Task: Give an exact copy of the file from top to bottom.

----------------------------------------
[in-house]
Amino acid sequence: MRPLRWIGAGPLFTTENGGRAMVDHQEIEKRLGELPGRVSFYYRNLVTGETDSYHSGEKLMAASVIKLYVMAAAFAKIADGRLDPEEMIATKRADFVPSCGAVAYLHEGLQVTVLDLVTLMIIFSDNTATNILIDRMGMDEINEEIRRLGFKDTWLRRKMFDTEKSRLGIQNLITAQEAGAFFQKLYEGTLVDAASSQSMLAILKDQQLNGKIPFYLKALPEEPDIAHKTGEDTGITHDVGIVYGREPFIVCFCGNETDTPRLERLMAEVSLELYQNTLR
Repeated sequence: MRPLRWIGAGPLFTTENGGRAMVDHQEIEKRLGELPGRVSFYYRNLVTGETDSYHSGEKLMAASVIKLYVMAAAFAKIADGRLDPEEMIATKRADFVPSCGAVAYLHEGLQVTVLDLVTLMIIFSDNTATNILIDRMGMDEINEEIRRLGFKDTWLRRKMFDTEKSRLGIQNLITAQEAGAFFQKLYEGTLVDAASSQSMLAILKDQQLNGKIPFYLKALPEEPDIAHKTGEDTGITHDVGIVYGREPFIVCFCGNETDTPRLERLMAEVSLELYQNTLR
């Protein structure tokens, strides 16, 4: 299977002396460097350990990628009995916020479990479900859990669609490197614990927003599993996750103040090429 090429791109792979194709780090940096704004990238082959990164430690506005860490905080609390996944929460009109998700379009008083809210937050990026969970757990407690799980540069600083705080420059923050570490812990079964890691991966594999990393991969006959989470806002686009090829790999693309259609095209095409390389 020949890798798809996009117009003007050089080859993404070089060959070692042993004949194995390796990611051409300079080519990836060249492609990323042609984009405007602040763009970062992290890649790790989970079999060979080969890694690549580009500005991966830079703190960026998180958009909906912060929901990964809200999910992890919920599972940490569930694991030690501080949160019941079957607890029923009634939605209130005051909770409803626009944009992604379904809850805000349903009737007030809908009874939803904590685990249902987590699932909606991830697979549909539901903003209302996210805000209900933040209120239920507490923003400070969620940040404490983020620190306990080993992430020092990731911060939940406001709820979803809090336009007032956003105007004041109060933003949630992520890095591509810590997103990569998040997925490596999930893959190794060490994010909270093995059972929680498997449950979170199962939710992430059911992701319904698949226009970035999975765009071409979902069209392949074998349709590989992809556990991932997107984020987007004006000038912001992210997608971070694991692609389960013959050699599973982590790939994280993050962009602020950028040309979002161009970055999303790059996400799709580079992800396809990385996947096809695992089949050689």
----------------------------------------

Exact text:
[in-house]
Amino acid sequence: MRPLRWIGAGPLFTTENGGRAMVDHQEIEKRLGELPGRVSFYYRNLVTGETDSYHSGEKLMAASVIKLYVMAAAFAKIADGRLDPEEMIATKRADFVPSCGAVAYLHEGLQVTVLDLVTLMIIFSDNTATNILIDRMGMDEINEEIRRLGFKDTWLRRKMFDTEKSRLGIQNLITAQEAGAFFQKLYEGTLVDAASSQSMLAILKDQQLNGKIPFYLKALPEEPDIAHKTGEDTGITHDVGIVYGREPFIVCFCGNETDTPRLERLMAEVSLELYQNTLR
Repeated sequence: MRPLRWIGAGPLFTTENGGRAMVDHQEIEKRLGELPGRVSFYYRNLVTGETDSYHSGEKLMAASVIKLYVMAAAFAKIADGRLDPEEMIATKRADFVPSCGAVAYLHEGLQVTVLDLVTLMIIFSDNTATNILIDRMGMDEINEEIRRLGFKDTWLRRKMFDTEKSRLGIQNLITAQEAGAFFQKLYEGTLVDAASSQSMLAILKDQQLNGKIPFYLKALPEEPDIAHKTGEDTGITHDVGIVYGREPFIVCFCGNETDTPRLERLMAEVSLELYQNTLR
């Protein structure tokens, strides 16, 4: 299977002396460097350990990628009995916020479990479900859990669609490197614990927003599993996750103040090429 090429791109792979194709780090940096704004990238082959990164430690506005860490905080609390996944929460009109998700379009008083809210937050990026969970757990407690799980540069600083705080420059923050570490812990079964890691991966594999990393991969006959989470806002686009090829790999693309259609095209095409390389 020949890798798809996009117009003007050089080859993404070089060959070692042993004949194995390796990611051409300079080519990836060249492609990323042609984009405007602040763009970062992290890649790790989970079999060979080969890694690549580009500005991966830079703190960026998180958009909906912060929901990964809200999910992890919920599972940490569930694991030690501080949160019941079957607890029923009634939605209130005051909770409803626009944009992604379904809850805000349903009737007030809908009874939803904590685990249902987590699932909606991830697979549909539901903003209302996210805000209900933040209120239920507490923003400070969620940040404490983020620190306990080993992430020092990731911060939940406001709820979803809090336009007032956003105007004041109060933003949630992520890095591509810590997103990569998040997925490596999930893959190794060490994010909270093995059972929680498997449950979170199962939710992430059911992701319904698949226009970035999975765009071409979902069209392949074998349709590989992809556990991932997107984020987007004006000038912001992210997608971070694991692609389960013959050699599973982590790939994280993050962009602020950028040309979002161009970055999303790059996400799709580079992800396809990385996947096809695992089949050689």